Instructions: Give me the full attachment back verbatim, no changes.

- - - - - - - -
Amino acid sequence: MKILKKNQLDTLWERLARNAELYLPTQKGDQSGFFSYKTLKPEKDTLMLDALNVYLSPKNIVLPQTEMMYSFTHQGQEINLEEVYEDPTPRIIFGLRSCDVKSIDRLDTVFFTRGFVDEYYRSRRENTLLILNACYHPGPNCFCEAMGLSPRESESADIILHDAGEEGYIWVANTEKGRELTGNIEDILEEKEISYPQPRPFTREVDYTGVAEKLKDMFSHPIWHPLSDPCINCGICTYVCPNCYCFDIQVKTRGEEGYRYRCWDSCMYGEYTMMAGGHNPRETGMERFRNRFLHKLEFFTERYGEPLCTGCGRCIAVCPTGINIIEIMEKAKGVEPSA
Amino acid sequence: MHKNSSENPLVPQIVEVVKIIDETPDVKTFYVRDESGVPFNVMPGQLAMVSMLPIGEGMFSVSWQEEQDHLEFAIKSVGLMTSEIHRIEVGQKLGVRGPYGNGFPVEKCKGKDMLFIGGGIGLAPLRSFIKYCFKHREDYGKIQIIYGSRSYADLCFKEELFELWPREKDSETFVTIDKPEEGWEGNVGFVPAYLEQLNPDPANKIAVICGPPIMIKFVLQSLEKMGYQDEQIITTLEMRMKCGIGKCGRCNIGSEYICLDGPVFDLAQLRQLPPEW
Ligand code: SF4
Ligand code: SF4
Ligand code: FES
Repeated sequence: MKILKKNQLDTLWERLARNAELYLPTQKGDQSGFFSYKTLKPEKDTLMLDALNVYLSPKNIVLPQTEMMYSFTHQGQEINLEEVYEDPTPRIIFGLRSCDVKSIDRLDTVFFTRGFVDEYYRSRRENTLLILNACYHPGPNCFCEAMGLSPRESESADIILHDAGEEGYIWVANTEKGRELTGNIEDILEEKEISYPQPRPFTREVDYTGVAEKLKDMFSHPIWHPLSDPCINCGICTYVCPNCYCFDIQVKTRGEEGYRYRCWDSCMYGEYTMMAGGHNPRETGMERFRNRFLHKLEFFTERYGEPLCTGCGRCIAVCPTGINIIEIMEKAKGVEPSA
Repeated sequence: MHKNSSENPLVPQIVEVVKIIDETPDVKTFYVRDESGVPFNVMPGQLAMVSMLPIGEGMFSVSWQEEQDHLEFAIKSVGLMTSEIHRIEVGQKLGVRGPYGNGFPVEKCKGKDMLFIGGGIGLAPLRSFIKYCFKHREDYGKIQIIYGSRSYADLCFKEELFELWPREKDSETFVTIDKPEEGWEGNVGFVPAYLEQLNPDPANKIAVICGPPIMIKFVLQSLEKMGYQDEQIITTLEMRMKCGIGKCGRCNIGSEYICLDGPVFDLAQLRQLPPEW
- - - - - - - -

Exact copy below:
Amino acid sequence: MKILKKNQLDTLWERLARNAELYLPTQKGDQSGFFSYKTLKPEKDTLMLDALNVYLSPKNIVLPQTEMMYSFTHQGQEINLEEVYEDPTPRIIFGLRSCDVKSIDRLDTVFFTRGFVDEYYRSRRENTLLILNACYHPGPNCFCEAMGLSPRESESADIILHDAGEEGYIWVANTEKGRELTGNIEDILEEKEISYPQPRPFTREVDYTGVAEKLKDMFSHPIWHPLSDPCINCGICTYVCPNCYCFDIQVKTRGEEGYRYRCWDSCMYGEYTMMAGGHNPRETGMERFRNRFLHKLEFFTERYGEPLCTGCGRCIAVCPTGINIIEIMEKAKGVEPSA
Amino acid sequence: MHKNSSENPLVPQIVEVVKIIDETPDVKTFYVRDESGVPFNVMPGQLAMVSMLPIGEGMFSVSWQEEQDHLEFAIKSVGLMTSEIHRIEVGQKLGVRGPYGNGFPVEKCKGKDMLFIGGGIGLAPLRSFIKYCFKHREDYGKIQIIYGSRSYADLCFKEELFELWPREKDSETFVTIDKPEEGWEGNVGFVPAYLEQLNPDPANKIAVICGPPIMIKFVLQSLEKMGYQDEQIITTLEMRMKCGIGKCGRCNIGSEYICLDGPVFDLAQLRQLPPEW
Ligand code: SF4
Ligand code: SF4
Ligand code: FES
Repeated sequence: MKILKKNQLDTLWERLARNAELYLPTQKGDQSGFFSYKTLKPEKDTLMLDALNVYLSPKNIVLPQTEMMYSFTHQGQEINLEEVYEDPTPRIIFGLRSCDVKSIDRLDTVFFTRGFVDEYYRSRRENTLLILNACYHPGPNCFCEAMGLSPRESESADIILHDAGEEGYIWVANTEKGRELTGNIEDILEEKEISYPQPRPFTREVDYTGVAEKLKDMFSHPIWHPLSDPCINCGICTYVCPNCYCFDIQVKTRGEEGYRYRCWDSCMYGEYTMMAGGHNPRETGMERFRNRFLHKLEFFTERYGEPLCTGCGRCIAVCPTGINIIEIMEKAKGVEPSA
Repeated sequence: MHKNSSENPLVPQIVEVVKIIDETPDVKTFYVRDESGVPFNVMPGQLAMVSMLPIGEGMFSVSWQEEQDHLEFAIKSVGLMTSEIHRIEVGQKLGVRGPYGNGFPVEKCKGKDMLFIGGGIGLAPLRSFIKYCFKHREDYGKIQIIYGSRSYADLCFKEELFELWPREKDSETFVTIDKPEEGWEGNVGFVPAYLEQLNPDPANKIAVICGPPIMIKFVLQSLEKMGYQDEQIITTLEMRMKCGIGKCGRCNIGSEYICLDGPVFDLAQLRQLPPEW